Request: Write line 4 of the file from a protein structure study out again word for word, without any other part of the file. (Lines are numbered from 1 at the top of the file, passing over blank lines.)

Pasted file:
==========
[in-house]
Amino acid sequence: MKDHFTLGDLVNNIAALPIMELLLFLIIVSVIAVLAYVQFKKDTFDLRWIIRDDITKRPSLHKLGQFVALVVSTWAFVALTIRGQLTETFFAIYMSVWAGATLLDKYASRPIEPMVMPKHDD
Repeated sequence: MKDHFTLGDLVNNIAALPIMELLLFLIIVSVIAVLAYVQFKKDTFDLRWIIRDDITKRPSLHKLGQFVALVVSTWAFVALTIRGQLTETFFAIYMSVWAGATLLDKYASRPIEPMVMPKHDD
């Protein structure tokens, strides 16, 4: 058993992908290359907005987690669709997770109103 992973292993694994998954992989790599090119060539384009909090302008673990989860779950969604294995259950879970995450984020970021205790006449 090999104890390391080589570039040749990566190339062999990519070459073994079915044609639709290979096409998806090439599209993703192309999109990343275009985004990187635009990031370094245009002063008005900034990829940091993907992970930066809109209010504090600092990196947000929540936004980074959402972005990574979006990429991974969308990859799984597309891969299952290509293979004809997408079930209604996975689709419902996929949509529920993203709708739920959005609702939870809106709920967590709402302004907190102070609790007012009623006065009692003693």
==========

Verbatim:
């Protein structure tokens, strides 16, 4: 058993992908290359907005987690669709997770109103 992973292993694994998954992989790599090119060539384009909090302008673990989860779950969604294995259950879970995450984020970021205790006449 090999104890390391080589570039040749990566190339062999990519070459073994079915044609639709290979096409998806090439599209993703192309999109990343275009985004990187635009990031370094245009002063008005900034990829940091993907992970930066809109209010504090600092990196947000929540936004980074959402972005990574979006990429991974969308990859799984597309891969299952290509293979004809997408079930209604996975689709419902996929949509529920993203709708739920959005609702939870809106709920967590709402302004907190102070609790007012009623006065009692003693």